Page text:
Keratin-18 and microRNA-122 complement alanine aminotransferase as novel safety biomarkers for drug-induced liver injury in two human cohorts.

Thulin P, Nordahl G, Gry M, Yimer G, Aklillu E, Makonnen E, Aderaye G, Lindquist L, Mattsson CM, Ekblom B, Antoine DJ, Park BK, Linder S, Harrill AH, Watkins PB, Glinghammar B, Schuppe-Koistinen I

Liver Int. 34 (3) 367-378 [2014-03-00; online 2013-10-14]

There is a demand for more sensitive, specific and predictive biomarkers for drug-induced liver injury (DILI) than the gold standard used today, alanine aminotransferase (ALT). The aim of this study was to qualify novel DILI biomarkers (keratin-18 markers M65/M30, microRNA-122, glutamate dehydrogenase and alpha-foetoprotein) in human DILI. Levels of the novel biomarkers were measured by enzyme-linked immunosorbent assay or real-time quantitative reverse-transcription PCR (qRT-PCR) in two human DILI cohorts: a human volunteer study with acetaminophen and a human immunodeficiency virus (HIV)/tuberculosis (TB) study. In the acetaminophen study, serum M65 and microRNA-122 levels were significantly increased at an earlier time point than ALT. Furthermore, the maximal elevation of M65 and microRNA-122 exceeded the increase in ALT. In the HIV/TB study, all the analysed novel biomarkers increased after 1 week of treatment. In contrast to ALT, the novel biomarkers remained stable in a human cohort with exercise-induced muscular injury. M65 and microRNA-122 are potential biomarkers of DILI superior to ALT with respect to sensitivity and specificity.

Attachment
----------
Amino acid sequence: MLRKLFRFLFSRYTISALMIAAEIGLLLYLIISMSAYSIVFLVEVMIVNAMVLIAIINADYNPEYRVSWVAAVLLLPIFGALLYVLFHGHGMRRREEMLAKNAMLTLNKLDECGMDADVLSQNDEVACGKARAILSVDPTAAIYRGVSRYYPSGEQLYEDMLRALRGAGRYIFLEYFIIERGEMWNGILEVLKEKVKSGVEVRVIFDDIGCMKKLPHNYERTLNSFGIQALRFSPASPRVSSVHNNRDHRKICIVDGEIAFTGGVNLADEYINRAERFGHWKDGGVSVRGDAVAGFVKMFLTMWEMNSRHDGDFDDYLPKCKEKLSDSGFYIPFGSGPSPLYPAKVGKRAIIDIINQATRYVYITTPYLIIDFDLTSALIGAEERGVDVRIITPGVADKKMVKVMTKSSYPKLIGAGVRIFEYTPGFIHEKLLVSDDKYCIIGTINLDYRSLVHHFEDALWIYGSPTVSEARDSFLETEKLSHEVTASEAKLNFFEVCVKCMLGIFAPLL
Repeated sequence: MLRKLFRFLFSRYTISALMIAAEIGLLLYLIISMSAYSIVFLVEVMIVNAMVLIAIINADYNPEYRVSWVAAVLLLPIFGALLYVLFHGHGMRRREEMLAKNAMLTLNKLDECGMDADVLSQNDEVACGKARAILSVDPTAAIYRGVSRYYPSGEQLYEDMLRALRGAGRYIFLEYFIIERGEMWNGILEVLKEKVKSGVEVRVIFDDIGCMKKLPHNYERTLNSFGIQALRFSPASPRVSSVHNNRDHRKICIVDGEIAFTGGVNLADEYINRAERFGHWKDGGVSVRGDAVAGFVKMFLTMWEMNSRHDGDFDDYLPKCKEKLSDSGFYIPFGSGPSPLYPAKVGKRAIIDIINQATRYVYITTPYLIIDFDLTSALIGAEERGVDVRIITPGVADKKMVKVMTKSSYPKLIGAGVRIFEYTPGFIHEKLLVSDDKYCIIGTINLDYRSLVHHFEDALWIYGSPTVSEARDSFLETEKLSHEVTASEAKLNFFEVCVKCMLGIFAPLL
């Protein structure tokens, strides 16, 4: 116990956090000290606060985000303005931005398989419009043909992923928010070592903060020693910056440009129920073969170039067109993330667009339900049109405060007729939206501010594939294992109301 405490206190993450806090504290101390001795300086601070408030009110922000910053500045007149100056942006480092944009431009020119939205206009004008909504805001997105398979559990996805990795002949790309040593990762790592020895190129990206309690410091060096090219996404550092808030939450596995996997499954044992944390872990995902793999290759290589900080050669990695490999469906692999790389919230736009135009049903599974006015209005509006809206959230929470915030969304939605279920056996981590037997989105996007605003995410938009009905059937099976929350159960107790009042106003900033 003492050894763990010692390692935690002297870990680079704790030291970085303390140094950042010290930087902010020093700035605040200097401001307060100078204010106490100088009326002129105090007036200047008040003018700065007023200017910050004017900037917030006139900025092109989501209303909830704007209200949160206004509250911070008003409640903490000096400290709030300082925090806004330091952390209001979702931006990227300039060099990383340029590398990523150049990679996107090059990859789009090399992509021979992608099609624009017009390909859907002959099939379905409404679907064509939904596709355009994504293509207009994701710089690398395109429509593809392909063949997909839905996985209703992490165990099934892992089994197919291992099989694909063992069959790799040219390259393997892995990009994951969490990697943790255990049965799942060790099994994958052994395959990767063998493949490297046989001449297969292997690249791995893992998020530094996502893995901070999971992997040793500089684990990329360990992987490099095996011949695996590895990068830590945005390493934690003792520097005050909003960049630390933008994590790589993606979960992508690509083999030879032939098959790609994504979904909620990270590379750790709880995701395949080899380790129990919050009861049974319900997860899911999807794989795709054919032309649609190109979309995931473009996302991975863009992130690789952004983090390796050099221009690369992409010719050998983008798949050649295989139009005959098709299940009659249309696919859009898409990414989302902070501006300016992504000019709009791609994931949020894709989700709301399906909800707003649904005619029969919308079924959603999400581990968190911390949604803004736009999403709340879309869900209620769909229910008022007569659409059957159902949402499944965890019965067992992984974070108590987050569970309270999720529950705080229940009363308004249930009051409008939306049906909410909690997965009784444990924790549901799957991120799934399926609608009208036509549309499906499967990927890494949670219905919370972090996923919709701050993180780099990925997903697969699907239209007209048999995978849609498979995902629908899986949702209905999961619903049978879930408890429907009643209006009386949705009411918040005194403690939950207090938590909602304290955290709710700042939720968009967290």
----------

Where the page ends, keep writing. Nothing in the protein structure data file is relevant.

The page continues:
Affiliated researcher

PubMed 24118944

DOI 10.1111/liv.12322

Crossref 10.1111/liv.12322